Polyhedron Featuring Eighty Regular Hexacontagons in the Pattern of the Triangles of a Snub Dodecahedron

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Polyhedron Featuring Eighty Regular Hexacontagons in the Pattern of the Triangles of a Snub Dodecahedron

To make this, I attached tall pyramids (by their vertices) to the centers of the triangular faces of a snub dodecahedron. These pyramids have bases which are regular polygons with sixty sides each. After that modification of a snub dodecahedron, I took the convex hull of the result.

Just like the snub dodecahedron upon which this is based, this polyhedron is chiral. For any chiral polyhedron, Stella 4d (the software I use to make most of the images on this blog) will allow you to quickly make a compound of the polyhedron and its mirror image. When I did that, I obtained this result.

Compound of enantiomorphic pair

Stella 4d may be tried and/or bought at www.software3d.com/Stella.php.

Octahedron with Beveled Vertices

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Octahedron with Beveled Vertices

As an eight-sided die, this would work better than the Platonic octahedron, for it would roll more smoothly.

Software credit: see http://www.software3d.com/Stella.php.

Prismatic Versions of Part of a Tessellation Using Squares and 60-120-60-120 Rhombi

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Prismatic Versions of Part of a Tessellation Using Squares and 60-120-60-120 Rhombi

Above, the apparent size of the tessellation-prism does not change. In the next image, though, I set the controls of Stella 4d (the program I use to make these images, which you can try at http://www.software3d.com/Stella.php) to fit the image tightly, separately, in each still frame, causing a “breathing” effect. (Click on it if you wish to see it enlarged.)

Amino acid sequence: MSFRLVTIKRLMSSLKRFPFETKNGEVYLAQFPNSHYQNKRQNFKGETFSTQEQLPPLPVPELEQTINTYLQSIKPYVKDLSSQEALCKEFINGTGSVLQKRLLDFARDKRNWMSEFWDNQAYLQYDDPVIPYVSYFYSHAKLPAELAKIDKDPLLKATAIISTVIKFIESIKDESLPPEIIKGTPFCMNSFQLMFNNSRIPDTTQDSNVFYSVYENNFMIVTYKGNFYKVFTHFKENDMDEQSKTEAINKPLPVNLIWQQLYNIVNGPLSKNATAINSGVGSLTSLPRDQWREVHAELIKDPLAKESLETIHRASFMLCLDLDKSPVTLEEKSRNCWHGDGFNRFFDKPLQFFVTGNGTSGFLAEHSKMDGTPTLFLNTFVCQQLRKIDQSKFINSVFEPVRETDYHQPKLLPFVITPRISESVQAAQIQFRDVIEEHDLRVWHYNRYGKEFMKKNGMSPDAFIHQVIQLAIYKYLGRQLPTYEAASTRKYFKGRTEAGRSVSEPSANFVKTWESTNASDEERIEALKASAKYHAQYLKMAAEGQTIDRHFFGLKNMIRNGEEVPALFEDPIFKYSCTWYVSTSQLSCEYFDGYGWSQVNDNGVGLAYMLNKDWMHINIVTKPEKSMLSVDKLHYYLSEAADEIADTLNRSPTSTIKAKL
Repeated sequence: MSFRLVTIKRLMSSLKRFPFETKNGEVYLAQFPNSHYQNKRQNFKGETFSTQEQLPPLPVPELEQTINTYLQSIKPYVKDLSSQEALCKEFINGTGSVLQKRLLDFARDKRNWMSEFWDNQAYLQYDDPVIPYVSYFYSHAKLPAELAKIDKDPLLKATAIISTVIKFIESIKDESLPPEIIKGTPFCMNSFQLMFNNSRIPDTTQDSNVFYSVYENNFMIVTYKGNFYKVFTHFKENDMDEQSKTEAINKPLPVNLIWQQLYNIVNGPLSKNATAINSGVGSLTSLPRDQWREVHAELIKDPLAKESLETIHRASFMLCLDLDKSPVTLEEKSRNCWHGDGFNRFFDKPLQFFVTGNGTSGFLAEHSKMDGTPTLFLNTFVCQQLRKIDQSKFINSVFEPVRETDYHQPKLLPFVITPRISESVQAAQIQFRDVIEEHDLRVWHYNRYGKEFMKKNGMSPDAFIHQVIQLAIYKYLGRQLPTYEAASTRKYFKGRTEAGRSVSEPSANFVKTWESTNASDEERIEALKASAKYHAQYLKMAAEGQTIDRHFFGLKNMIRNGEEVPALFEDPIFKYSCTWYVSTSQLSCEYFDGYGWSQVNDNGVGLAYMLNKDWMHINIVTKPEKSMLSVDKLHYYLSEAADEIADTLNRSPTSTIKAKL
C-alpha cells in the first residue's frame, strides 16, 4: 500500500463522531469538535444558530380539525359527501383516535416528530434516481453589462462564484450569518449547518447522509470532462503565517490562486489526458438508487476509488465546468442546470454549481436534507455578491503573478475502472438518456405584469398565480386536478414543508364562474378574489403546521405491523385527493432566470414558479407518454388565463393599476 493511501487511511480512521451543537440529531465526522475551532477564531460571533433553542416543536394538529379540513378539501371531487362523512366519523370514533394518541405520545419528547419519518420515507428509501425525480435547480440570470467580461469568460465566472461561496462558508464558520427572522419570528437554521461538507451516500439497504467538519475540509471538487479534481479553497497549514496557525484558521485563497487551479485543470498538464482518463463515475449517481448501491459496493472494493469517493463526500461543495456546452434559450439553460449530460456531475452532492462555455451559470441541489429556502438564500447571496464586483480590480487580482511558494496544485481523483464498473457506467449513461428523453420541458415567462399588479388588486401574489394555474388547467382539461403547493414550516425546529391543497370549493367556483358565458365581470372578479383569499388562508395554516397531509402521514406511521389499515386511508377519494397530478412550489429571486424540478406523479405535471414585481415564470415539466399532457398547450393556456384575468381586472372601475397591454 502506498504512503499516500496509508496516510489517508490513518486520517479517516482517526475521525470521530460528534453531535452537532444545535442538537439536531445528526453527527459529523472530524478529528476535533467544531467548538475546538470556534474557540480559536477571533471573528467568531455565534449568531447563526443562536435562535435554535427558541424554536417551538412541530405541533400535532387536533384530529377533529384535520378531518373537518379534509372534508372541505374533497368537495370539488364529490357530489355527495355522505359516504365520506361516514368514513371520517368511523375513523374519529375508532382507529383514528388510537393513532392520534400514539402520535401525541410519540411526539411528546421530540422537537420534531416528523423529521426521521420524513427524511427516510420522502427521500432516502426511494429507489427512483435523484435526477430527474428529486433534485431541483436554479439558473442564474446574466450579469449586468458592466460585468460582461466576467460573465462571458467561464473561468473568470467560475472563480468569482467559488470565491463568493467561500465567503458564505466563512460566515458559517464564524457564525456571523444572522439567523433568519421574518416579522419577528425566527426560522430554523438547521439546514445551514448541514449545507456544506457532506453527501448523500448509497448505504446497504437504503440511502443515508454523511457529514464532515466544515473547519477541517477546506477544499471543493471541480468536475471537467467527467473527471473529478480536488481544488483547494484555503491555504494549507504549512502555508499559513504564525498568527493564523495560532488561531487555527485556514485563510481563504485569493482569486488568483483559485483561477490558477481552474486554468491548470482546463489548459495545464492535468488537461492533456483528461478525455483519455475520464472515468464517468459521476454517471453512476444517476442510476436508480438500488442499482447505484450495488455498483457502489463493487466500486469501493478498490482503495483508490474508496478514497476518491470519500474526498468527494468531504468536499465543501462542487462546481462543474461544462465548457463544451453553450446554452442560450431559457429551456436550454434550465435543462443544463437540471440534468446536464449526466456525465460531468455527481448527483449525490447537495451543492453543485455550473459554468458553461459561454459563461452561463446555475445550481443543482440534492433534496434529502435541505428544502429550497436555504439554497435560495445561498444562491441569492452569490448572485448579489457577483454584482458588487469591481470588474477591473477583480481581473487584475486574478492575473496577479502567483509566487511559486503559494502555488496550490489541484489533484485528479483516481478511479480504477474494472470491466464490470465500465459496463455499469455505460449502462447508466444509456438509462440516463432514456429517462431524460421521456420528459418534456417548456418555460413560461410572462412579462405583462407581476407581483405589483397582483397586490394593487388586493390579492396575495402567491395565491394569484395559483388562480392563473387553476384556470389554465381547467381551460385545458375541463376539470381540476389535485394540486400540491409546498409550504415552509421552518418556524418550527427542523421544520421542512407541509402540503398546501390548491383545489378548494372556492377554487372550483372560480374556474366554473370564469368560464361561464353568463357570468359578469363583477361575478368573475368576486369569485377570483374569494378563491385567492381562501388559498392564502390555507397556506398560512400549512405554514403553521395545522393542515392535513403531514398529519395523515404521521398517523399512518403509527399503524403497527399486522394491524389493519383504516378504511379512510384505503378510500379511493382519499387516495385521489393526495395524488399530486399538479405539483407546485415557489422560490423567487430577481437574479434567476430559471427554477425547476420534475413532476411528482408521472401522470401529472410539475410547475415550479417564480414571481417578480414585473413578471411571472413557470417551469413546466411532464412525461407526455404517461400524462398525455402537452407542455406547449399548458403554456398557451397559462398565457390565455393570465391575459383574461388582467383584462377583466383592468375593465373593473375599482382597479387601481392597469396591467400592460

Augmented Triangular Prism 2

Next, I added two red rhombi, one at the top and one at the bottom, stellated the result many times, and made one final .gif image, leaving the “breathing” effect on.

Augmented Triangular Prism 3 many stellations later

 

Two Hourglass Cubes

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Hourglass Cube

There are two six-member sets of hourglasses in the near-cube above, each of which is made of four not-quite-coplanar faces. One set is green and blue, while the other is magenta and blue.

If the polyhedron above is stellated nine times, the hourglasses expand until they compose the entire polyhedron. (To enlarge it, simply click on it.)

Hourglass cube

Software credit:  all images here were created using Stella 4d. You may try it for yourself as a free trial version, or purchase the fully-functioning version, at http://www.software3d.com/Stella.php.

An Octahedral Lattice of Rhombic Triacontahedra, Vanishing By Fifths

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An Octahedral Lattice of Rhombic Triacontahedra, Vanishing By Fifths

These rhombic triacontahedra (RTCs) are each colored with the symmetrical five-color scheme for that polyhedron. It causes each color to appear six times on each RTC, in positions such that, for a single RTC, a centered x, y, and z axis can penetrate the centers of all six same-color faces.

Since there are five colors, this virtual model may be removed in fifths. The first to go are the green rhombi. (Each of these may be enlarged with a click.)

Augmented Rhombic Triaconta

The next to be removed are the yellow rhombi.

Augmented Rhombic Triaconta

The red ones are next to go.

Augmented Rhombic Triaconta

One more fifth vanishes, and only the blue faces are left.

Augmented Rhombic Triaconta

Finally, they are removed as well, but with edges and vertices now shown for the first time, for, otherwise, you’d see nothing here.

Augmented Rhombic Triaconta

Software credit:  all images here were created using Stella 4d: Polyhedron Navigator, my favorite polyhedron-manipulation tool. You may try it for yourself as a free trial version, or purchase the fully-functioning version, at http://www.software3d.com/Stella.php.